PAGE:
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RE: [GrizHFMinimill] Was: Milling a wedge Now: Straightening a milling vise!

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  • gerry waclawiak
    One thing that nobody appears to have mentioned is that vice jaws are often hardened which complicates correcting them easily for most people Gerry W Leeds UK
    Message 1 of 33 , Nov 6, 2012
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      One thing that nobody appears to have mentioned is that vice jaws are often hardened which complicates correcting them easily for most people


      Gerry W
      Leeds UK



      To: GrizHFMinimill@yahoogroups.com
      From: BWMSBLDR@...
      Date: Tue, 6 Nov 2012 22:48:55 -0700
      Subject: [GrizHFMinimill] Was: Milling a wedge Now: Straightening a milling vise!

       
      CLevinski wrote:

      SNIP

      > So... what would you suggest I do about the top of the jaws not being
      > parallel to the base? (BTW, the ways *were *parallel to the base.)
      >
      > Many thanks,
      > Charlie

      Charlie, this is certainly a doable project but you need to be pretty
      sure of what you are doing! Confidence in your ability to perform
      precise operations is foremost! Feeling Brave? Then proceed!

      (1) First dial in your mill F/R and L/R. Your results are unlikely to be
      better that the results of this procedure so you should view it as an
      entrance exam!

      (2) Consider that the surface hardest to fix is the one you should use
      as the reference! That is the ways of the vise body upon which the
      moving jaw slides. Check it for flatness with a small straight edge
      (light under the edge) and set it on a very flat surface with the screw
      and moving jaw off on 1-2-3 blocks to check for rock or cupping. If you
      cannot pass this test then ask Chris nicely for a new vise!

      (3) Clamp the vise body bottom up on 1-2-3 blocks on the mill table and
      take a light cut off of the bottom to give you a parallel reference
      surface! Turn it over and reclamp to allow access to the ways. Square
      the recess for the fixed jaw to the table travel and take a very light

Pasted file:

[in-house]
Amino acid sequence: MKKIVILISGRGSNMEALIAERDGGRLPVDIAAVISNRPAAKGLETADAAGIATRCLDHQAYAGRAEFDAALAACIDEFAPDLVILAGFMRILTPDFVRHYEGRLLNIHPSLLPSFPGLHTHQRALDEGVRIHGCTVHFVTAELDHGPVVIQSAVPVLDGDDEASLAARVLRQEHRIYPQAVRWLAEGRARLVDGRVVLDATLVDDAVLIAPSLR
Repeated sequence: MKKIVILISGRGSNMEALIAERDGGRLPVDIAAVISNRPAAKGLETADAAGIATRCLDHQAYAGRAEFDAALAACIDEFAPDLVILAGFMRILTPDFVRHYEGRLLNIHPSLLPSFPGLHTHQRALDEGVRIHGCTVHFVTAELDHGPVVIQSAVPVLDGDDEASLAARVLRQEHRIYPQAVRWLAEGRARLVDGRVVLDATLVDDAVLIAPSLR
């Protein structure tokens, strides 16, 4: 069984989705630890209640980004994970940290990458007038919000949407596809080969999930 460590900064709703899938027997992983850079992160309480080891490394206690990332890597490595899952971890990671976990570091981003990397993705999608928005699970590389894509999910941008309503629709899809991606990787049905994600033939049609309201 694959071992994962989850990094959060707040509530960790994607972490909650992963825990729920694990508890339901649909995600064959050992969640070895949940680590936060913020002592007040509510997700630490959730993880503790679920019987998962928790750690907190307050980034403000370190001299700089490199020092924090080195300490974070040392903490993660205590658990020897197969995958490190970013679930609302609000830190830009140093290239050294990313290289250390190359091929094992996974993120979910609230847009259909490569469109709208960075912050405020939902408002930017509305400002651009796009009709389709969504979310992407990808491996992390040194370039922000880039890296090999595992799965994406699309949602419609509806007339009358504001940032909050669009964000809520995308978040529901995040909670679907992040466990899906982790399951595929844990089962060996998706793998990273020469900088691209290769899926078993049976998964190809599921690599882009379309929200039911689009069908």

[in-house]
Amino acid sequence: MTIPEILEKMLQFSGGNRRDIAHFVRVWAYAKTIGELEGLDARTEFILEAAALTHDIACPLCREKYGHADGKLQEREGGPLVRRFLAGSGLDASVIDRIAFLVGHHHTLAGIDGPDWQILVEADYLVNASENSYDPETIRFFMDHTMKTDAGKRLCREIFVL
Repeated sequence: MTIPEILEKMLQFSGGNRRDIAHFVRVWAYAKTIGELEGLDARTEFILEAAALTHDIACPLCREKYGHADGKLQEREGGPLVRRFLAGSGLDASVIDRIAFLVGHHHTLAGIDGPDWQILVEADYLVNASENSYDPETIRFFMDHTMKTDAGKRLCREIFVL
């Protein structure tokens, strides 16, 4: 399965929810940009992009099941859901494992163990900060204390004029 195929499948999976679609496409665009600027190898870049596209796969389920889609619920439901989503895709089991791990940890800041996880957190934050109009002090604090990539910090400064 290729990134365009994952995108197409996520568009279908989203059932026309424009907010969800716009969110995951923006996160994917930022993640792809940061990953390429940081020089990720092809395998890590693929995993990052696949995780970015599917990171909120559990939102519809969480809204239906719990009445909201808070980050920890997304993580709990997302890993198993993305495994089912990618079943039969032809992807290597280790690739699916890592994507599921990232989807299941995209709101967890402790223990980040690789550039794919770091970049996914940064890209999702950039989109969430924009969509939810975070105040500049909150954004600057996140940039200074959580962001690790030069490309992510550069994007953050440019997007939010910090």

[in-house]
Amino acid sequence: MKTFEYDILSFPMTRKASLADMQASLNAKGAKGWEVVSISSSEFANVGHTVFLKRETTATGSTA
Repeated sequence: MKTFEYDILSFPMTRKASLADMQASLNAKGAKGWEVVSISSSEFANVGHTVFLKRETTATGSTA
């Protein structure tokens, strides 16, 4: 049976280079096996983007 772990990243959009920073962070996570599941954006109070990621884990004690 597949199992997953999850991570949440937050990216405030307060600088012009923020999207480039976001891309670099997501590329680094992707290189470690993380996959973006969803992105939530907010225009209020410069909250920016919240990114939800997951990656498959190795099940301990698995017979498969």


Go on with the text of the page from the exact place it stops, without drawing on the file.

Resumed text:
cut on the recess, removing the minimum material possible1 this should
      leave you with a jaw recess that is square to the table and square to
      the vise ways.

      (4) Reassemble the vise screw and moving jaw without shifting your setup
      and put a square precision spacer on the ways so that you can clamp the
      moving jaw square and parallel to the fixed jaw. Take a light cut on the
      moving jaw recess leaving it at the same depth as the fixed jaw. You
      should now have a matching pair of jaw recesses of equal dept (allowing
      jaw inserts to be accurately interchanged. Finally reinstall the inserts
      such that they bottom in the recesses for height reference. Now clamp a
      square precision spacer between the jaw inserts and run a dial indicator
      across the clamping faces looking for any runout. there should be none.
      Check the tops of the inserts in the same way. Again there should be
      none! If necessary you can take a light cut across the top of the inserts!

      (5) BONUS! To radius the ends of connecting rods and the like put a
      close fitting pin in the opening. Clamp the rod in various positions
      while taking a cut on the rod at a fixed height. You should generate a
      series of flats on the rod end that can be refined with more cuts to the
      point that a swipe with a fine file turns it into a radius of constant
      thickness above the pin!

      Bill in Boulder

    • paul_in_pittsfield
      My shop floor is covered with rubber horse stall mats from Tractor Supply Company (#2219003). No holes to fill with swarf. They also give enough that chips
      Message 33 of 33 , Nov 8, 2012
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        My shop floor is covered with rubber horse stall mats from Tractor Supply Company (#2219003). No holes to fill with swarf. They also "give" enough that chips don't imbed in my shoe soles. Relatively cheap at $42.99 for a 4x6 foot mat.

        Paul in Pittsfield
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